BIBLIOGRAPHIC SOURCES
SOURCE
DATE
PAGE
Daily Variety
25 Jan 35
p. 5.
Daily Variety
1 Mar 35
p. 3.
Daily Variety
25 Mar 35
p. 3.
Film Daily
11 Apr 35
p. 9.
Hollywood Reporter
31 Jan 35
p. 10.
Hollywood Reporter
4 Feb 35
p. 8.
Hollywood Reporter
25 Mar 35
p. 3.
Hollywood Reporter
18 Apr 35
p. 6.
Motion Picture Daily
26 Mar 35
p. 8.
Motion Picture Herald
23 Feb 35
p. 63.
Motion Picture Herald
6 Apr 35
p. 48.
Motion Picture Herald
20 Apr 35
pp. 28-29.
New York Times
12 Apr 35
p. 26.
Variety
17 Apr 35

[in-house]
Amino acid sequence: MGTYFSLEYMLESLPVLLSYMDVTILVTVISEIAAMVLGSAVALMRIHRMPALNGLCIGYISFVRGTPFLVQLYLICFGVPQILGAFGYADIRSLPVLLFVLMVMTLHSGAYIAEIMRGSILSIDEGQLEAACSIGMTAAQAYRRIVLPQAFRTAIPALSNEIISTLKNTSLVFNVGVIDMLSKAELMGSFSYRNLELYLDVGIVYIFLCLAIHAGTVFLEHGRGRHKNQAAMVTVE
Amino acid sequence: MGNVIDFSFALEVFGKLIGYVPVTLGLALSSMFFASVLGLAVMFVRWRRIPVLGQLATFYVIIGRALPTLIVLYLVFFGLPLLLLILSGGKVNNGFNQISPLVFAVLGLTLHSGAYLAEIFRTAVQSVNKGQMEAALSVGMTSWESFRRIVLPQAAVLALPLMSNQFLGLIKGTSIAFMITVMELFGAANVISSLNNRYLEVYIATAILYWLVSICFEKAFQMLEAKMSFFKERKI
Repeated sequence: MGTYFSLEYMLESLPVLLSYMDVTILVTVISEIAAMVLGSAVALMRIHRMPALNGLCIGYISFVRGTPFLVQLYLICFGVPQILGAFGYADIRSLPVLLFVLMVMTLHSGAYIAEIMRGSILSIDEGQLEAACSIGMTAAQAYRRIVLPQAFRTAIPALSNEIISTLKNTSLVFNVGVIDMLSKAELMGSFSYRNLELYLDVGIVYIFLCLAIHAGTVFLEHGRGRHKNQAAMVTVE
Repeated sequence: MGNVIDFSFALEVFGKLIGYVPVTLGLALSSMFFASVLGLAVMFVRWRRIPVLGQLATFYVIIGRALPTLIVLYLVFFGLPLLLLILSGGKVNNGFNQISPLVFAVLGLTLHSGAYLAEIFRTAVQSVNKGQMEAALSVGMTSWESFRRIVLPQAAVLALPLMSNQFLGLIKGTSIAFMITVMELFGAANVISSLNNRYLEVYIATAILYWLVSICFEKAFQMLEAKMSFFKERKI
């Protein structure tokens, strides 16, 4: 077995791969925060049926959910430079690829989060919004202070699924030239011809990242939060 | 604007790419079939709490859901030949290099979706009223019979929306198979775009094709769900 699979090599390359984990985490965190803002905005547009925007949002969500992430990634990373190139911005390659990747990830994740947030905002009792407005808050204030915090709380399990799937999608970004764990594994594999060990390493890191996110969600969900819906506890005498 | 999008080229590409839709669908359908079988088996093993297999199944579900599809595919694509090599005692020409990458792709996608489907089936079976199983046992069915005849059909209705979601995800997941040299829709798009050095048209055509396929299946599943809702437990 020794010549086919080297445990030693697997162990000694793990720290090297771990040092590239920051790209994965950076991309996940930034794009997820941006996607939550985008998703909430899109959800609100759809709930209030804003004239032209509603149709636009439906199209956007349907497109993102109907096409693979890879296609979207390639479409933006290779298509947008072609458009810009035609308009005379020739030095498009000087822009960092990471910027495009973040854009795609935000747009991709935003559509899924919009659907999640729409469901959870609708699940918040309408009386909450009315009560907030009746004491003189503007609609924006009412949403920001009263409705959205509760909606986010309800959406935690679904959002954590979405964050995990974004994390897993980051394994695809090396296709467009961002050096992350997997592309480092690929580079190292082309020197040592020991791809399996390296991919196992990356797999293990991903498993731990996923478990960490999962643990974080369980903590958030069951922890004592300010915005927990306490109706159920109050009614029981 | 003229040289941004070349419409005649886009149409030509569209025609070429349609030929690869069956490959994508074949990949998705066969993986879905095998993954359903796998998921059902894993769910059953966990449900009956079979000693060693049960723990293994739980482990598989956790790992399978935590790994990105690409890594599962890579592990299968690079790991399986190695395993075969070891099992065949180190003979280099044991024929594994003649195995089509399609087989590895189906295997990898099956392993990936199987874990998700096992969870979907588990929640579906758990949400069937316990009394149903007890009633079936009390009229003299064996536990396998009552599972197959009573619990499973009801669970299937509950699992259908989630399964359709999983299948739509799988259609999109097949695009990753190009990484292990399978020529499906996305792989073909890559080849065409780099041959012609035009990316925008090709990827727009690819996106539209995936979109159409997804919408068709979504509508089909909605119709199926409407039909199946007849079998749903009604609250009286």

p. 14.
CAST
PRODUCTION CREDITS
NAME
PARENT COMPANY
PRODUCTION COMPANY
DISTRIBUTION COMPANY
NAME
CREDITED AS
CREDIT
DIRECTORS
Asst dir
WRITERS
Contr to trmt
PHOTOGRAPHY
Photog
Cam op
ART DIRECTORS
Art dir assoc
FILM EDITOR
COSTUMES
MUSIC
Mus dir
SOUND
PRODUCTION MISC
SOURCES
LITERARY
Based on the novel Star of Midnight by Arthur Somers Roche (New York, 1936).
SONGS
"Midnight in Manhattan," words by Jack Scholl, music by Max Steiner.
DETAILS
Release Date:
19 April 1935
Premiere Information:
New York opening: week of 11 April 1935
Production Date:
25 January--1 March 1935
Copyright Claimant:
RKO Radio Pictures, Inc.
Copyright Date:
11 April 1935
Copyright Number:
LP5496
Physical Properties:
Sound
RCA Victor System
Black and White
Duration(in mins):
90
Length(in reels):
10
Country:
United States
PCA No:
727
SYNOPSIS